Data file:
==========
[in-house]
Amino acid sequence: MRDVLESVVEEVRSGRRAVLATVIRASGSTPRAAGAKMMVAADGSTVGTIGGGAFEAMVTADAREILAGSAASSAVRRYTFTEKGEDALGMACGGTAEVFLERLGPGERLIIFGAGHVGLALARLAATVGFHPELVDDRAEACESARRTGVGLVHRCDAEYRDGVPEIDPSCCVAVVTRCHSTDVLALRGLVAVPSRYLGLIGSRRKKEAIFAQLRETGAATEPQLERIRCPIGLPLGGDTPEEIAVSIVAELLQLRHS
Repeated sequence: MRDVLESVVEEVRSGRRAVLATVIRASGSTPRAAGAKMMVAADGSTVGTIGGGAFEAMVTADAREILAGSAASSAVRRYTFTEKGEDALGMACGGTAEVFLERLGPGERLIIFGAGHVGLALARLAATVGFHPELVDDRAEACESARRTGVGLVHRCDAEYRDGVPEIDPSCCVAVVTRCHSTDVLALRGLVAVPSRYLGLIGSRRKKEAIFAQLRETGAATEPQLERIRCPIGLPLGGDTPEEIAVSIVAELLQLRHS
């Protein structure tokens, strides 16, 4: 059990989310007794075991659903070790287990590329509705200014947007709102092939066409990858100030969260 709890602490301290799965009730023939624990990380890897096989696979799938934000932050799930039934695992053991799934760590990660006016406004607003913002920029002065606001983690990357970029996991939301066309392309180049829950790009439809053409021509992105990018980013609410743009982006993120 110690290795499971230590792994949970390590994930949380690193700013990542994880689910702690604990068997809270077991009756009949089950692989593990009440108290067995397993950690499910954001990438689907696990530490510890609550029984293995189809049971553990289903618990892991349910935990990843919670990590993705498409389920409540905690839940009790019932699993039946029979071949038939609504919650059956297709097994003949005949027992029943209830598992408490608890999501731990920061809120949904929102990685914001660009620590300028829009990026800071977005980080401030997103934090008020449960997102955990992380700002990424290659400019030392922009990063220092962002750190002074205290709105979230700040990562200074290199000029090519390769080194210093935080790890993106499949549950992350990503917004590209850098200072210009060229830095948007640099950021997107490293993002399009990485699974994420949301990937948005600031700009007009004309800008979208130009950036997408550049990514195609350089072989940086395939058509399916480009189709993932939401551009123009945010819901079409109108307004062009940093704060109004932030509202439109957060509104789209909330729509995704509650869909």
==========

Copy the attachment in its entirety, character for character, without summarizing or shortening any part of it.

[in-house]
Amino acid sequence: MRDVLESVVEEVRSGRRAVLATVIRASGSTPRAAGAKMMVAADGSTVGTIGGGAFEAMVTADAREILAGSAASSAVRRYTFTEKGEDALGMACGGTAEVFLERLGPGERLIIFGAGHVGLALARLAATVGFHPELVDDRAEACESARRTGVGLVHRCDAEYRDGVPEIDPSCCVAVVTRCHSTDVLALRGLVAVPSRYLGLIGSRRKKEAIFAQLRETGAATEPQLERIRCPIGLPLGGDTPEEIAVSIVAELLQLRHS
Repeated sequence: MRDVLESVVEEVRSGRRAVLATVIRASGSTPRAAGAKMMVAADGSTVGTIGGGAFEAMVTADAREILAGSAASSAVRRYTFTEKGEDALGMACGGTAEVFLERLGPGERLIIFGAGHVGLALARLAATVGFHPELVDDRAEACESARRTGVGLVHRCDAEYRDGVPEIDPSCCVAVVTRCHSTDVLALRGLVAVPSRYLGLIGSRRKKEAIFAQLRETGAATEPQLERIRCPIGLPLGGDTPEEIAVSIVAELLQLRHS
């Protein structure tokens, strides 16, 4: 059990989310007794075991659903070790287990590329509705200014947007709102092939066409990858100030969260 709890602490301290799965009730023939624990990380890897096989696979799938934000932050799930039934695992053991799934760590990660006016406004607003913002920029002065606001983690990357970029996991939301066309392309180049829950790009439809053409021509992105990018980013609410743009982006993120 110690290795499971230590792994949970390590994930949380690193700013990542994880689910702690604990068997809270077991009756009949089950692989593990009440108290067995397993950690499910954001990438689907696990530490510890609550029984293995189809049971553990289903618990892991349910935990990843919670990590993705498409389920409540905690839940009790019932699993039946029979071949038939609504919650059956297709097994003949005949027992029943209830598992408490608890999501731990920061809120949904929102990685914001660009620590300028829009990026800071977005980080401030997103934090008020449960997102955990992380700002990424290659400019030392922009990063220092962002750190002074205290709105979230700040990562200074290199000029090519390769080194210093935080790890993106499949549950992350990503917004590209850098200072210009060229830095948007640099950021997107490293993002399009990485699974994420949301990937948005600031700009007009004309800008979208130009950036997408550049990514195609350089072989940086395939058509399916480009189709993932939401551009123009945010819901079409109108307004062009940093704060109004932030509202439109957060509104789209909330729509995704509650869909």